Court reporters, clients, and gift giving – talking points
Here are messages for you to share when talking with clients about gift giving:
Similar to attorneys, judges, paralegals, and other legal professions, members of the National Court Reporters Association must abide by a very strict Code of Professional Ethics. One of the most important provisions states that all members must:
- “Refrain from giving, directly or indirectly, any gift or anything of value to attorneys or their staff, other clients or their staff, or any other persons or entities associated with any litigation, which exceeds $100 in the aggregate per recipient each year. Nothing offered in exchange for future work is permissible, regardless of its value.” The purpose of this provision is to avoid the possible appearance of partiality or favoritism on the part of a reporter.
The practice of providing incentive gifts to attorneys, clients, or representatives of clients dilutes the integrity of the legal profession as well as the status of the court reporter as a neutral and impartial officer of the court.
NCRA created the Ethics First program as a positive and proactive effort to encourage court reporters, firms, and the clients that they serve to promote the impartiality and neutrality of the court reporting profession and avoid even the appearance of impropriety with regards to inappropriate gift-giving.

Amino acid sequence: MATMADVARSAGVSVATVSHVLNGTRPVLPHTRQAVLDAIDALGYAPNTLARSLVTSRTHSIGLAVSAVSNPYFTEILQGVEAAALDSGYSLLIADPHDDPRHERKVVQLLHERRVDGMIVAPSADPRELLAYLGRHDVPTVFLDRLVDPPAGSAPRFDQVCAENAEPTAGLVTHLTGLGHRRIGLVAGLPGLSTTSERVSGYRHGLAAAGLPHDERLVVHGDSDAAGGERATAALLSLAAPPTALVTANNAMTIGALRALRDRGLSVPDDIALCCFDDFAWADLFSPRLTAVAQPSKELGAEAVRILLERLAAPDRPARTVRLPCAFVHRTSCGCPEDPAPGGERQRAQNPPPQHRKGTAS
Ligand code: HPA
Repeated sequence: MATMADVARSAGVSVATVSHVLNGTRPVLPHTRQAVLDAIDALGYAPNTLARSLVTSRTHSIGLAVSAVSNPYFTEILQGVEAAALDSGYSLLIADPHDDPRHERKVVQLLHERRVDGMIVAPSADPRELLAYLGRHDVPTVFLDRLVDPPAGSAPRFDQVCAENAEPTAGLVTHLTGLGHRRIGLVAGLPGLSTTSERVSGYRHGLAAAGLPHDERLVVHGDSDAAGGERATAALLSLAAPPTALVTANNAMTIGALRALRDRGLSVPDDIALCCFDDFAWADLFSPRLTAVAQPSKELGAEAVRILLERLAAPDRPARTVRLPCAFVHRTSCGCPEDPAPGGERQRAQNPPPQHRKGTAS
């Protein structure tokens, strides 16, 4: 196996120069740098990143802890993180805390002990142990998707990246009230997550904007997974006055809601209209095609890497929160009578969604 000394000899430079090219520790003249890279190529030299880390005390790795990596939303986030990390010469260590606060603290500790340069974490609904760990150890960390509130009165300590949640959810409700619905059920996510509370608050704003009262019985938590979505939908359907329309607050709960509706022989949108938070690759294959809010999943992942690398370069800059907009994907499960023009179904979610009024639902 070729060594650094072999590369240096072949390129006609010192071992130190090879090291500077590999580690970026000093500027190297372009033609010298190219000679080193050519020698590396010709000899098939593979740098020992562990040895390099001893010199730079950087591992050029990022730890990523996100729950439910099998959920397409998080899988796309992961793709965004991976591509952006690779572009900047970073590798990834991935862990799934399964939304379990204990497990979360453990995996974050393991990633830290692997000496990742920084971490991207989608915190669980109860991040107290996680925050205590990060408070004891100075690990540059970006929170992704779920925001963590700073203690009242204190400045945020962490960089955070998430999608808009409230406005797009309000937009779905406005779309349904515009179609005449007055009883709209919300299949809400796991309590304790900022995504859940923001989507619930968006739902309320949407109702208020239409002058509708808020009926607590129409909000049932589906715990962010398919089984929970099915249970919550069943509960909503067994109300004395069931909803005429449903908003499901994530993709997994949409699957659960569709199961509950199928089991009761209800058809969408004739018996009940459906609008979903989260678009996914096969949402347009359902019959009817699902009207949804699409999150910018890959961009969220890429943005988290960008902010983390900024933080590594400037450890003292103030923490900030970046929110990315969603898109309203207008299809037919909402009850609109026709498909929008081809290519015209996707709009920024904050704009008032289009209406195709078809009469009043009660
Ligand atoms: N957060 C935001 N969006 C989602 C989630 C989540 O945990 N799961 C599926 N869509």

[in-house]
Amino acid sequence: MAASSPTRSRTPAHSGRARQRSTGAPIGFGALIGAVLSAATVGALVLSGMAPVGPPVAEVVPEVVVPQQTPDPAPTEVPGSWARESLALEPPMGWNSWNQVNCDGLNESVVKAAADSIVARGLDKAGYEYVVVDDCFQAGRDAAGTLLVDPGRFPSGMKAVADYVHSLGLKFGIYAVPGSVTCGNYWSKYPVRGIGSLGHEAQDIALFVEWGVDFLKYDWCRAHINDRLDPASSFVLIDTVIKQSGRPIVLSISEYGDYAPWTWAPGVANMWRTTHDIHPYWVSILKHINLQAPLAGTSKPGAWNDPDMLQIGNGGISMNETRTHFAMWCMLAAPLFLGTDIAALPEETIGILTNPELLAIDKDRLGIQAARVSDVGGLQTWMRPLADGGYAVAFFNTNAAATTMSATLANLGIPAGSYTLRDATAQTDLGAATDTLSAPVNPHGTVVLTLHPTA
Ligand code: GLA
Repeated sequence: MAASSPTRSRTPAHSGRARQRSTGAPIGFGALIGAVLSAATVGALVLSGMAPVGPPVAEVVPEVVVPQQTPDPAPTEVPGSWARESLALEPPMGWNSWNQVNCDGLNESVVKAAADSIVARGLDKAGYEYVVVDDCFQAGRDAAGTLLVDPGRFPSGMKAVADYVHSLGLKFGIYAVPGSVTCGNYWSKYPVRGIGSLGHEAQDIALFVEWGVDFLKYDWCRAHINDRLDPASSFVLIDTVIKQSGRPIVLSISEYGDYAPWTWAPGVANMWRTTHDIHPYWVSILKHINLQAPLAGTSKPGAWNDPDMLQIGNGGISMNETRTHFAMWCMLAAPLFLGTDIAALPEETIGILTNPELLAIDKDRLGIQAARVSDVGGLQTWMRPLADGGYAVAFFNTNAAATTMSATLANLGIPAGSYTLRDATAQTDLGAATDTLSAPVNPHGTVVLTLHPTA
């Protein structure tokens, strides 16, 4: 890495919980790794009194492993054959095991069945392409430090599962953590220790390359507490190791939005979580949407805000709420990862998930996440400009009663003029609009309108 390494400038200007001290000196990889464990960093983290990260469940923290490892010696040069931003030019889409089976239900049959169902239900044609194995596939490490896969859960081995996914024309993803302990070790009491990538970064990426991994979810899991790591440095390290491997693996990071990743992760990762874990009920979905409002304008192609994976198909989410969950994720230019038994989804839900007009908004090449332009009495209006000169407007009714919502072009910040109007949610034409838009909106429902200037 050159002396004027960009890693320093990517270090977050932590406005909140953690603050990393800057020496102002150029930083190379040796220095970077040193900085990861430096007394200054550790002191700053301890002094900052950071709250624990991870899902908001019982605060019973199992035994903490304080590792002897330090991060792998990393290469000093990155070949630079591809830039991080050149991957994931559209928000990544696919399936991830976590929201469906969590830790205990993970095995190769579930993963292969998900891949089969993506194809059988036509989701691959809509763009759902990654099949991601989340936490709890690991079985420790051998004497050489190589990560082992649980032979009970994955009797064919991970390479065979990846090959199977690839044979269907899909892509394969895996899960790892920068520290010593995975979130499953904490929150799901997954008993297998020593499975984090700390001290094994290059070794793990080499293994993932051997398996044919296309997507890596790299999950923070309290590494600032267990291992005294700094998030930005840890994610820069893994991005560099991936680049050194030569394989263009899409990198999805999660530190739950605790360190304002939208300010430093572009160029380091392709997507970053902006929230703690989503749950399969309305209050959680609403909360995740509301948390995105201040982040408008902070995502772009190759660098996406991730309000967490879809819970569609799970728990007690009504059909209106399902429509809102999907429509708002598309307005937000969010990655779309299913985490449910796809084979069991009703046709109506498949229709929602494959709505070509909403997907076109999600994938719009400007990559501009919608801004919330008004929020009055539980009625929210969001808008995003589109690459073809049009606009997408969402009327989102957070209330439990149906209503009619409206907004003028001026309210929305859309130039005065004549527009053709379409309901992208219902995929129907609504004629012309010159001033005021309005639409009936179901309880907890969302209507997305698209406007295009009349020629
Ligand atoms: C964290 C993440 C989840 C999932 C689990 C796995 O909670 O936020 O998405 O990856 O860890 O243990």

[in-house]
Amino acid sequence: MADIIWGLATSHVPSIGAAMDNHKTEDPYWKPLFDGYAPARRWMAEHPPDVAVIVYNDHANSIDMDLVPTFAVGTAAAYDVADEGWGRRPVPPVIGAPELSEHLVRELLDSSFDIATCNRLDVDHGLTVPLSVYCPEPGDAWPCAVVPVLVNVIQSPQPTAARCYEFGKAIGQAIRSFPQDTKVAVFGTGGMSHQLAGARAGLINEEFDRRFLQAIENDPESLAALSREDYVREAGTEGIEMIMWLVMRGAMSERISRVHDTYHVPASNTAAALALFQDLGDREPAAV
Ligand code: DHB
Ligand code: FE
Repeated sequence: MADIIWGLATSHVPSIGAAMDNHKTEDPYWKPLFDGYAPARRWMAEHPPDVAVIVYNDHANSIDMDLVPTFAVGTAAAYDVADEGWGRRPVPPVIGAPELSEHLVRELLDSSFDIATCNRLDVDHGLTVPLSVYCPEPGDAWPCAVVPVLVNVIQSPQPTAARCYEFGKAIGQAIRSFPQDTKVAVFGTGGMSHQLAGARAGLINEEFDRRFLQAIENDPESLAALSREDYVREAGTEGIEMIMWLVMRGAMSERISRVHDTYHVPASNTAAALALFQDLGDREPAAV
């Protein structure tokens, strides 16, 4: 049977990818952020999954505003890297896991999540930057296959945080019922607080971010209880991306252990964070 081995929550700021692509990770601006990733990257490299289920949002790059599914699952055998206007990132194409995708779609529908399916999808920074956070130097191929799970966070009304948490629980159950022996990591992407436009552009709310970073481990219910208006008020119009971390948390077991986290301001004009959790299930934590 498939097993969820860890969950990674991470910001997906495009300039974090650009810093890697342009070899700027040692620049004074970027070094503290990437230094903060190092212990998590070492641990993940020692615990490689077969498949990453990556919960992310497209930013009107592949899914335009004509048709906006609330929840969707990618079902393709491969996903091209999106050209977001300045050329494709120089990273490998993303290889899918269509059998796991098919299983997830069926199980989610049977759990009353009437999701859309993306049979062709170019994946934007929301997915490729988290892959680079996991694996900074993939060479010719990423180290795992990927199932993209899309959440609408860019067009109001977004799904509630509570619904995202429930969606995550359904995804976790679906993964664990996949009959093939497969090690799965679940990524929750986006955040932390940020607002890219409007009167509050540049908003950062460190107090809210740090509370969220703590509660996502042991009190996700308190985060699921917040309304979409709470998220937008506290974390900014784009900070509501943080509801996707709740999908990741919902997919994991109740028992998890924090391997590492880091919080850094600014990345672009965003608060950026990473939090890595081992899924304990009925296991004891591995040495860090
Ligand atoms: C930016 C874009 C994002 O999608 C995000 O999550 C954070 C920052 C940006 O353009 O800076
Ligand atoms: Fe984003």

The American Bar Association has also noted the potential problem with law firms receiving incentive gifts related to litigation. A 1993 ABA formal opinion reads:
In the absence of disclosure to the contrary… if a lawyer receives a discounted rate from a third-party provider, it would be improper if she did not pass along the benefit of the discount to her client rather than charge the client the full rate and reserve the profit to herself.”
HansonBridgett, a large Northern California law firm noted that there are implications with any gift-giving. They found that firms that do give extravagant gifts need to file 1099 forms to recipients. HansonBrigett concluded:
- Incentives distributed to employees of law firms by Reporting Firms in exchange for bookings are not gifts. These incentives clearly represent income and must be reported by somebody, depending upon who the IRS deems the recipient to be. Aside from the ethical and professional prohibitions against these incentives, both recipients and the Reporting Firms risk potentially serious tax consequences, depending on the value of the incentives.
Court reporters serve a critical role in maintaining the integrity of the judicial system by serving as an unbiased officer of the court. Incentive gift-giving can degrade that neutrality potentially hurting public faith in America’s judicial norms as well as debasing this time-tested requirement that the court reporter remain impartial to all sides in a proceeding.